There are many ways to teach tackling. When I was in Pop Warner, they lined us up 10 yards apart and had us run into each other. We did bull in the ring, oklahomas, and hamburger drills. Had anyone known a damn thing about safety and coaching that’s not how we would’ve had our start.
Today we teach tackling in a much more controlled and effective manner, but I don’t want to blame a litigious society as much as applaud the advancements in professionalism of coaches. Much like Horace Mann improved teaching and August Vollmer pushed for professionalism in police work, the late 90’s and beyond have seen an improvement in coaching because of Frank Glazier and his clinics.
Being a small school with 25 or so players on the field limits what we can do. We don’t have a “JV” officially, but we have players we dub “JV” for drills like tackling and board drills in order to keep them safe, happy, and in the program. There’s nothing to prove or gain by pitting our 275lbs 3-technique against a 130lbs 8th grader.
Whether you have beginning, intermediate, or advanced tacklers everyone can use this tackling circuit to teach tackling, or to get bodies back in the routine of making tackles.
Step 1: form. Starting from our knees, we teach the tacklers how to throw their arms and hips while keeping their eyes to the sky. Both players are on their knees, which gives the tackler a chance to see where to put his arms and facemask.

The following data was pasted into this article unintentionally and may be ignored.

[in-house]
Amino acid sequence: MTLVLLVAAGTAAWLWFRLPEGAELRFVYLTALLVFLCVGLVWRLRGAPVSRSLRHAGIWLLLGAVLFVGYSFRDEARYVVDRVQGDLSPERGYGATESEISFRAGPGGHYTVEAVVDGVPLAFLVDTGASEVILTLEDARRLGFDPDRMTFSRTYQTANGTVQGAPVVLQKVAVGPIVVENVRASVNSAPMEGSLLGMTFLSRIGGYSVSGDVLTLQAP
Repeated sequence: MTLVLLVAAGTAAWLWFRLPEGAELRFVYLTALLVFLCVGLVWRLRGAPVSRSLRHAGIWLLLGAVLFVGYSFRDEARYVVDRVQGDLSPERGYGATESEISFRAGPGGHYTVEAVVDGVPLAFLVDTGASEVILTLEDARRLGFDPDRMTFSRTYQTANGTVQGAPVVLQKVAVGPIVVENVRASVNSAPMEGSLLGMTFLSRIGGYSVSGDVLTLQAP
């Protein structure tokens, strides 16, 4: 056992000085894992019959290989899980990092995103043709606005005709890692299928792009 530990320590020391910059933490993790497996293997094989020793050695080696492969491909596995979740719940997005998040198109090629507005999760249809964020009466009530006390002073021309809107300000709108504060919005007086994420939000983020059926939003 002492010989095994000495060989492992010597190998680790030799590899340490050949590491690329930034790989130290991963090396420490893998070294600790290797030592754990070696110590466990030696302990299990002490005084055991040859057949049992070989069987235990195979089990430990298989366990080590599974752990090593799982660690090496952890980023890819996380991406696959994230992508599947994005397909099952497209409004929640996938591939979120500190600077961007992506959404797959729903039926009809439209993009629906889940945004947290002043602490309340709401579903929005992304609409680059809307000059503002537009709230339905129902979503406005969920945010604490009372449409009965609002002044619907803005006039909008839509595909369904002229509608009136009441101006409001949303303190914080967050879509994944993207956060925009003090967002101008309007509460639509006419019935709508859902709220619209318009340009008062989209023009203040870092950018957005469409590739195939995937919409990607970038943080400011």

Step 2: getting in position. I then have the tacklers 1-yard from each other, and get them to step into position to cut someone off, come to balance, and make a tackle.
- Start the ball carrier (BC) aligned to one side to work on cut off angles.
- Tackler starts in GHP
- Call out your steps “right, left, right, left”
- If your tackler is in a good position to make the play, call “shoot”
- Your tackler should shoot his hands, grab cloth, throw his hips, and toss the BC into the air
step 3: “one-motion.” After multiple reps from the knees and in a walk-thru, you can then start your players 1-yard off and let them go without steps. Here I call “ready” (GHP), “go” and the tackler will slowly (50%) take his 4-steps, shoot, and lift.
Step 4: Angle. We start the players 3 yards apart and walk through (50%) our steps to get in position, come to balance, get our head across and eyes to the sky, and drive our hips through the tackle. Once we’re in pads and acclimated we can go 75-100% through this drill. We usually avoid going to the ground on the finish to save our players from injuries.